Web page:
Wednesday, May 26, 2010

Catherine Russell - Inside This Heart of Mine


Catherine Russell knows her jazz history. In the booklet that comes with Inside This Heart of Mine, she identifies her source for each tune, not necessarily the original artist, but the one she first heard. Here are Fats Waller and Duke Ellington from before World War II, but here also are Maxine Sullivan and Arthur Prysock from much later. The booklet gives a year for each tune, and they range from 1929 to 2009. But, from the sound, I would say that the model for this music overall is the period when jazz was pop music, before rock n roll. In those days, jazz was music for dancing, even when there was a singer. The band had to keep a consistent beat through each tune, and the solos had to make sense to a casual listener, while also rewarding a closer listen. The singer had to deliver the words clearly, and not go off on wild scat adventures. What made a great singer was her ability to carry the emotion of each piece, and she had to go from sorrow to joy and back again from one song to the next.

These are the limits that Catherine Russell sets for herself and her band here. But she also has to know that, nowadays, people will not be dancing to this. So she must focus on the listener. The emotion is the key. And since this is an album, Russell and her band must provide enough variety to make this an interesting listen throughout. One way to do this is by varying the arrangements, and this lets Russell surprise us.

So those are the rules. And Russell and her band do a wonderful job. The rhythm is tight throughout, and the energy is high. This is true even though many of the songs do not use drums, and the personnel shift in and out. The solos always preserve the emotion of the song, while usually providing a countermelody. In the course of the album, solos are taken on trumpet, clarinet, saxophone, piano, guitar, fiddle, and even banjo. Russell has all of these musicians completely in tune with what she’s after, and they all deliver. And then there is Russell herself. She sings in a low soprano, mostly smooth with just the slightest catch. She adds or subtracts breath as needed, to go from joyful to sorrowful to sultry to humorous, and it is all completely convincing. She also works with variety of musical settings, and adapts her voice to work best with each.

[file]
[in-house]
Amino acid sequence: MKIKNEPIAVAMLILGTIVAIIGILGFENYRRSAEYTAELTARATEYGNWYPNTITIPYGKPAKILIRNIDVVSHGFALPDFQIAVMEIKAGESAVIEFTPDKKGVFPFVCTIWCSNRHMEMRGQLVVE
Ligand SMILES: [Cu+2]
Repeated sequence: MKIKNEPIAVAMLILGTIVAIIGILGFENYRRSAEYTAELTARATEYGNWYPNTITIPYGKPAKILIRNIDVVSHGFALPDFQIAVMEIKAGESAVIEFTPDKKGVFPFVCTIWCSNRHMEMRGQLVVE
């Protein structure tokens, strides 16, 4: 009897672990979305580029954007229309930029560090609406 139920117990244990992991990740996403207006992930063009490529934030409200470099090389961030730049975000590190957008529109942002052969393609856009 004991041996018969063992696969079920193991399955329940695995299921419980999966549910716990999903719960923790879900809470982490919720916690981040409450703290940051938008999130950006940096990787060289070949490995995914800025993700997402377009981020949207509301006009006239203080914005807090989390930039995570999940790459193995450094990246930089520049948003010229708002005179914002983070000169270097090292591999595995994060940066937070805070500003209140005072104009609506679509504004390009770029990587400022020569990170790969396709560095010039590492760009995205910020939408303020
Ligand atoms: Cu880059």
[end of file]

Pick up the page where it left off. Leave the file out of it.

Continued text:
The lyrics are not deep. These songs are about conveying an emotion in a very direct way. We the People is an election year, (1938), plea for good music. Quiet Whiskey, although it has a lot of words, is the story of a drunken revel, told from the point of view of a bottle of whiskey. The rest of the songs are full of sentimentality, from earnest pledges of love to the sorrow of love lost. The key is that Russell’s performance makes all of this true. She inhabits these songs, and we believe in them because she does. As Long As I Live is the most complex lyric here. The arrangement is for just piano, bass, guitar, and voice. The song presents a woman who hopes that she can love her man enough while she still lives. The threat of mortality hangs over this one, and Russell does not shy from it. Her performance here avoids the potential in the lyric for mawkishness, and makes this woman’s love noble.

Some of the arrangements took me by surprise. November is arranged for bass, violin, accordion, and voice, and neither the accordion or the violin have shown up on the album before this. The song uses the coming of the colder weather as a metaphor for the loneliness of separation, and the arrangement really works. Just Because You Can also has the violin, but here it is joined by bass and banjo. I’ve never heard jazz banjo before, except in Dixieland, but it works here kind of like Django Reinhardt’s guitar. And Howlin’ Wolf’s Spoonful is arranged here for banjo, drums and tuba. It’s an amazing sound, with all of the intensity of the original. These unusual arrangements help to keep things interesting, but the album is a coherent whole. Catherine Russell and company have succeeded in taking this music from the dance halls of yesterday and making it a rewarding musical experience for the listeners of today.

Catherine Russell: As Long as I Live

Catherine Russell: Spoonful


Geoviki said...

Oh, I like both of these a lot! The Spoonful arrangement is different, yeah, but her voice makes a great anchor.